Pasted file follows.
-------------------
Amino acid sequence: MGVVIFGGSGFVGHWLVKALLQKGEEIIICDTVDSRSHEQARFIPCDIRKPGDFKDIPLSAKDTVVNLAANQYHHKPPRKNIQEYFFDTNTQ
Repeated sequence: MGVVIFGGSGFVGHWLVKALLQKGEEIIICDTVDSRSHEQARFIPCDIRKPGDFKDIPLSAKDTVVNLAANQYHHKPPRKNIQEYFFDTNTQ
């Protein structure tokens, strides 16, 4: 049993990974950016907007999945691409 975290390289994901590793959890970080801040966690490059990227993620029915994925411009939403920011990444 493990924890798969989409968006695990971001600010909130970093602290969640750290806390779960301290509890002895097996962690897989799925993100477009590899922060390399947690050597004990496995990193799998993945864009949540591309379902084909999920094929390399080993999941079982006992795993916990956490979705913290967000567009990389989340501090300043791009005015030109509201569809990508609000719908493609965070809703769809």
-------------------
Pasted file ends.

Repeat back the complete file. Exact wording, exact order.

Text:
Amino acid sequence: MGVVIFGGSGFVGHWLVKALLQKGEEIIICDTVDSRSHEQARFIPCDIRKPGDFKDIPLSAKDTVVNLAANQYHHKPPRKNIQEYFFDTNTQ
Repeated sequence: MGVVIFGGSGFVGHWLVKALLQKGEEIIICDTVDSRSHEQARFIPCDIRKPGDFKDIPLSAKDTVVNLAANQYHHKPPRKNIQEYFFDTNTQ
């Protein structure tokens, strides 16, 4: 049993990974950016907007999945691409 975290390289994901590793959890970080801040966690490059990227993620029915994925411009939403920011990444 493990924890798969989409968006695990971001600010909130970093602290969640750290806390779960301290509890002895097996962690897989799925993100477009590899922060390399947690050597004990496995990193799998993945864009949540591309379902084909999920094929390399080993999941079982006992795993916990956490979705913290967000567009990389989340501090300043791009005015030109509201569809990508609000719908493609965070809703769809």